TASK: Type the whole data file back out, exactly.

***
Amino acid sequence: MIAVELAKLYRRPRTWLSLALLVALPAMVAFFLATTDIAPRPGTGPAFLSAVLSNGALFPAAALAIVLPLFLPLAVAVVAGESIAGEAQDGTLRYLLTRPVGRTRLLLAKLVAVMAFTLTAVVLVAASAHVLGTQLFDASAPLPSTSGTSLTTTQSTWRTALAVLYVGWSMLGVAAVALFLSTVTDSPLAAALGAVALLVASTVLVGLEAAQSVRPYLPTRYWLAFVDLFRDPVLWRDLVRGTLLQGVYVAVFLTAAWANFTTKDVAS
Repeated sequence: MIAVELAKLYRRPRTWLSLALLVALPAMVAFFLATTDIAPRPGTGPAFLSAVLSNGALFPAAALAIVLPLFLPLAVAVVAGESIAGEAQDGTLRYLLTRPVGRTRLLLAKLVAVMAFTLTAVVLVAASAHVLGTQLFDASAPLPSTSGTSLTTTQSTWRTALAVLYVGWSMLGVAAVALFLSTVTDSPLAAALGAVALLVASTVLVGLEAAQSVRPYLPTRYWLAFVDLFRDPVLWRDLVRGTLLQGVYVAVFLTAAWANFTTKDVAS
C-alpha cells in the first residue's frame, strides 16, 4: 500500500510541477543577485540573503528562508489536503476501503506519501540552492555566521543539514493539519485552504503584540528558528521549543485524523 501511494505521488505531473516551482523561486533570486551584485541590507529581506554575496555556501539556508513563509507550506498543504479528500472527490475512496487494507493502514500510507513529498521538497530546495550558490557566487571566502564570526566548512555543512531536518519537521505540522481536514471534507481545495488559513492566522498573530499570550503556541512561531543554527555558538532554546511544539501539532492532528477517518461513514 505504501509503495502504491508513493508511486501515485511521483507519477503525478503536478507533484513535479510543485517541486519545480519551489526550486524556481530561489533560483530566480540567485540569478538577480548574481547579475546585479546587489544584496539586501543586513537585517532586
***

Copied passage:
Amino acid sequence: MIAVELAKLYRRPRTWLSLALLVALPAMVAFFLATTDIAPRPGTGPAFLSAVLSNGALFPAAALAIVLPLFLPLAVAVVAGESIAGEAQDGTLRYLLTRPVGRTRLLLAKLVAVMAFTLTAVVLVAASAHVLGTQLFDASAPLPSTSGTSLTTTQSTWRTALAVLYVGWSMLGVAAVALFLSTVTDSPLAAALGAVALLVASTVLVGLEAAQSVRPYLPTRYWLAFVDLFRDPVLWRDLVRGTLLQGVYVAVFLTAAWANFTTKDVAS
Repeated sequence: MIAVELAKLYRRPRTWLSLALLVALPAMVAFFLATTDIAPRPGTGPAFLSAVLSNGALFPAAALAIVLPLFLPLAVAVVAGESIAGEAQDGTLRYLLTRPVGRTRLLLAKLVAVMAFTLTAVVLVAASAHVLGTQLFDASAPLPSTSGTSLTTTQSTWRTALAVLYVGWSMLGVAAVALFLSTVTDSPLAAALGAVALLVASTVLVGLEAAQSVRPYLPTRYWLAFVDLFRDPVLWRDLVRGTLLQGVYVAVFLTAAWANFTTKDVAS
C-alpha cells in the first residue's frame, strides 16, 4: 500500500510541477543577485540573503528562508489536503476501503506519501540552492555566521543539514493539519485552504503584540528558528521549543485524523 501511494505521488505531473516551482523561486533570486551584485541590507529581506554575496555556501539556508513563509507550506498543504479528500472527490475512496487494507493502514500510507513529498521538497530546495550558490557566487571566502564570526566548512555543512531536518519537521505540522481536514471534507481545495488559513492566522498573530499570550503556541512561531543554527555558538532554546511544539501539532492532528477517518461513514 505504501509503495502504491508513493508511486501515485511521483507519477503525478503536478507533484513535479510543485517541486519545480519551489526550486524556481530561489533560483530566480540567485540569478538577480548574481547579475546585479546587489544584496539586501543586513537585517532586